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Few people outside of the Arabian Gulf have heard of Socotra, and even less have visited. It’s one of the most jaw droppingly alien looking islands in the world, and one of the most inaccessible to tourists. The visa process is tricky, and there is just one weekly flight – which stops over in war torn Yemen, and can’t be booked online! On top of that, it’s a destination that’s short on modern comforts – there’s no cellphone reception, no ATMs, and certainly no five star hotels or restaurants.
Discouraged? Don’t be! A ‘trip of the lifetime’ may be an overused phrase, but if it applies anywhere, it applies to a trip to Socotra. The island was separated from the nearby coast millions of years ago during the Miocene Epoch, which meant that its unique flora and fauna evolved very differently over the years that followed. There are more than 700 endemic species on Socotra, while Socotri, an ancient Semitic dialect spoken on the island, is one of the oldest languages still in use on earth. At its heart, Socotra is an ecological paradise, which while neglected, lies peaceful and untouched by the modern world.
Where is Socotra?
Socotra or Soqotra, lies between the Horn of Africa and the Arabian Peninsula, off the coast of the Republic of Yemen. Although politically a part of the troubled Arab nation, Socotra has avoided many of the difficulties that haunt its troubled mainland.
Off the radar of most tourists, Socotra is one of four islands that make up the Socotra Archipelago, and home to incredible desert landscapes, beautiful beaches, and a diverse range of flora and fauna. The ecological paradise is ideal for those keen to dive off the beaten track, and visit an incredible, although distant part of the world.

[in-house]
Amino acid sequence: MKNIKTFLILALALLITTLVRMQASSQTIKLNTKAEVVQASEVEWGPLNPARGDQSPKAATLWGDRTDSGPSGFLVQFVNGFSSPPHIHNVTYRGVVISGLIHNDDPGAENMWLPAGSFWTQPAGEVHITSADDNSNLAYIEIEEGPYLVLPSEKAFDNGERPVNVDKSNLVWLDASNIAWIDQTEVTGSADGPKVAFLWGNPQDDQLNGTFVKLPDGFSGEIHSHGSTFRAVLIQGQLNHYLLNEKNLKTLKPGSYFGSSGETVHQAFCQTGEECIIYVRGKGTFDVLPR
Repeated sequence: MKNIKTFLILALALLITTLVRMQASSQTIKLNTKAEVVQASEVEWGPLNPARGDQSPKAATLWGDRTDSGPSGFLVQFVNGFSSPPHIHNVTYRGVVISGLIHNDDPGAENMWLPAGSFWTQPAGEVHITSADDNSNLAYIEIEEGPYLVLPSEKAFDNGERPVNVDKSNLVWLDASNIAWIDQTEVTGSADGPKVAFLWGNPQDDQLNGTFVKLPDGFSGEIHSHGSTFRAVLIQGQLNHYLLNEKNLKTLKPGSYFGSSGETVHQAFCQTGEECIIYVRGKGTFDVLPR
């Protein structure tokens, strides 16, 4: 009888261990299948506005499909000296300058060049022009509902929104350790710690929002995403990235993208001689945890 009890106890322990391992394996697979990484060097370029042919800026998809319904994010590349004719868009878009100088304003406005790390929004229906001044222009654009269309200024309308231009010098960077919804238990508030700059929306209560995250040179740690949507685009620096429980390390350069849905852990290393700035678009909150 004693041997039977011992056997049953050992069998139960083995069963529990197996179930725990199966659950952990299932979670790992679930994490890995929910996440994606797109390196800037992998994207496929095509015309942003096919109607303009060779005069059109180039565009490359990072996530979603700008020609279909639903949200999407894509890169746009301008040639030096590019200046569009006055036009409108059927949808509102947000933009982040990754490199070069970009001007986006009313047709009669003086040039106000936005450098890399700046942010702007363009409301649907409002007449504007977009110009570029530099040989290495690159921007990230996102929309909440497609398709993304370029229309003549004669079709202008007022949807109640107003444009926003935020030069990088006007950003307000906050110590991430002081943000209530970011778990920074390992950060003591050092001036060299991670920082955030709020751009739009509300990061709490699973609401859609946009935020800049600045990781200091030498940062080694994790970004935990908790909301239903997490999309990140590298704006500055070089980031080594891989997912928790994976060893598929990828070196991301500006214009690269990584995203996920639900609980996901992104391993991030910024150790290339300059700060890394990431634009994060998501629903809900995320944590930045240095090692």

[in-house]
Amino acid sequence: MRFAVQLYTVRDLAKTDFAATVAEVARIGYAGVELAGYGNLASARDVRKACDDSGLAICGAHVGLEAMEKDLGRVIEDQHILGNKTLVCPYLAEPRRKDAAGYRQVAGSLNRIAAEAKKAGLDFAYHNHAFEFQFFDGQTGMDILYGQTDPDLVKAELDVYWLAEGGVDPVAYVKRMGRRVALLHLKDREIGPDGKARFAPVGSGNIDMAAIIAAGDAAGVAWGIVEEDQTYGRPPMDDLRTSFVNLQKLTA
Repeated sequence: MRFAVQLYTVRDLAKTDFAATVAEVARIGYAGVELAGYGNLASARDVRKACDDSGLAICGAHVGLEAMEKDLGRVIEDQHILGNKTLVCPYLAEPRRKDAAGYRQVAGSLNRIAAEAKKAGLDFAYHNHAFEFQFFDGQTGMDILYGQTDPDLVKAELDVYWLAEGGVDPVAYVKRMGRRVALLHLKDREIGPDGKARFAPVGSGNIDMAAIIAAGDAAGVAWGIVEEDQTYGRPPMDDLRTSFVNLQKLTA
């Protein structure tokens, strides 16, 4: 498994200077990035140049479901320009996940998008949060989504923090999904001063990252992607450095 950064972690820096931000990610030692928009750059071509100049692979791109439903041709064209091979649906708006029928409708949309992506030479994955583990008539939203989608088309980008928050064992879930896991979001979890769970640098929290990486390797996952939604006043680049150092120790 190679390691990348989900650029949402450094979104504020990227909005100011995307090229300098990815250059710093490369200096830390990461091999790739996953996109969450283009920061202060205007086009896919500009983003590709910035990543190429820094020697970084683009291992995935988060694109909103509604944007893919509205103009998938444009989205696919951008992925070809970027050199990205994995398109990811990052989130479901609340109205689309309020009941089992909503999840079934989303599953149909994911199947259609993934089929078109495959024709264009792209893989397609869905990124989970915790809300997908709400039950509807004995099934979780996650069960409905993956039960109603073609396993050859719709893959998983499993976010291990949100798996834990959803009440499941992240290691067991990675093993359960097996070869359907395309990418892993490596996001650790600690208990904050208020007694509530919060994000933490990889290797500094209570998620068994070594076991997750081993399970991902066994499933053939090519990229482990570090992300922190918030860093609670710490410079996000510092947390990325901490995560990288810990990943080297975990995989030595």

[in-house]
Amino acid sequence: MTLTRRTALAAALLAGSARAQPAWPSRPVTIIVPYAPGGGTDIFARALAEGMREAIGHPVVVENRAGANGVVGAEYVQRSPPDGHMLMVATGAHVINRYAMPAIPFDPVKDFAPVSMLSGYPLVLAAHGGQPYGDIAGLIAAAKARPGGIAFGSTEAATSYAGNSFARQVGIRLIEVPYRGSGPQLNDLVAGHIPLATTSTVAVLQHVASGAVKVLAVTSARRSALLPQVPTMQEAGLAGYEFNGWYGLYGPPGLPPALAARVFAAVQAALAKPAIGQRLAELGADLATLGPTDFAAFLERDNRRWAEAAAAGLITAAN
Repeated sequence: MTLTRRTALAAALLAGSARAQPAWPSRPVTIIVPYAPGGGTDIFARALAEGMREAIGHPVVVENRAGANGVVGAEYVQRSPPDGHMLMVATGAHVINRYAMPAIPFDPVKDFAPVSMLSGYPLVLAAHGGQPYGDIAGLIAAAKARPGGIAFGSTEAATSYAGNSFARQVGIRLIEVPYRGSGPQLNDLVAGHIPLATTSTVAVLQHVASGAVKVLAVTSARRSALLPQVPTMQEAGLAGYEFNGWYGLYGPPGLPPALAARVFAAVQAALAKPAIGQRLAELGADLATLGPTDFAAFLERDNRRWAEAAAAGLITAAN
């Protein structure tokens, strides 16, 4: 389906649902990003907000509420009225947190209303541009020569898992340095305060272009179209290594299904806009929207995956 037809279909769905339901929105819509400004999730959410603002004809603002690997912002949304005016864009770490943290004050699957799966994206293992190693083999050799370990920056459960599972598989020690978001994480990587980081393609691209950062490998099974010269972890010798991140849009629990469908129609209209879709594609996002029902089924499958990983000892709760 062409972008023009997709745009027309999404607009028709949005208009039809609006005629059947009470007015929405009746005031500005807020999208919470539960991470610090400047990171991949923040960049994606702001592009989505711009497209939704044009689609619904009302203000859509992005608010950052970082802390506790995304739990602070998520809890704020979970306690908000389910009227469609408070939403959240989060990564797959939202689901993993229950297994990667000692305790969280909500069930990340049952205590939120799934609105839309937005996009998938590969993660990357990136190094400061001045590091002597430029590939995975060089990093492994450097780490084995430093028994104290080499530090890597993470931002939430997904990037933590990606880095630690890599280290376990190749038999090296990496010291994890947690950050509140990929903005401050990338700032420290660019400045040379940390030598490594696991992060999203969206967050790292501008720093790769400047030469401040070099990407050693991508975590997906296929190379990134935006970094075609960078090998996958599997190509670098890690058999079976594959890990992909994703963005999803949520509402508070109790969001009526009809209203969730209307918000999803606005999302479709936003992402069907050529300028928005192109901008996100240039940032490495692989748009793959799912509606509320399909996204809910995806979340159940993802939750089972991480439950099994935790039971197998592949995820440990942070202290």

However, with a fierce cyclone season between June to September, very little infrastructure outside of the small town of Hadiboh, and a native language which is almost unintelligible to mainland Yemenis, Socotra is probably best seen in the company of an experienced guide. The island is a remarkable place for camping, hiking, wildlife spotting, and snorkeling, but the degree of isolation you’ll experience and the difficulties that you’ll face in getting there may be intimidating for some.
How Do You Get There?
The only way to travel to the island at present is from Yemen. Given that the country has been marred by political crisis and civil unrest since 2011, tourists are advised to take extreme care when travelling to the region. Not only is a guided tour, arranged by a licensed travel provider, one of the safest ways to visit Socotra – it might also be your best bet in terms of securing a visa to Yemen and then for Socotra itself.
There are several companies which can get you to Socotra and back safely, with packages to suit most stay lengths and budgets. To help you weigh up your options, we’ve put together this handy guide to the best Socotra tours, filled with plenty of nifty travel tips and useful links.
1. Rocky Road’s Socotra Island Tours
One of the biggest names in travel when it comes to sightseeing in the world’s most remote and least visited countries, Rocky Road offers both private and group tours to Socotra between March and October. You’ll start your trip from the Egyptian capital of Cairo, and then make your way to the airport to board a Yemenia Airways flight to Socotra. After a quick stop over in Seiyun, Yemen, you’ll be met at Habido, the largest town on the island by a local guide and a western tour leader.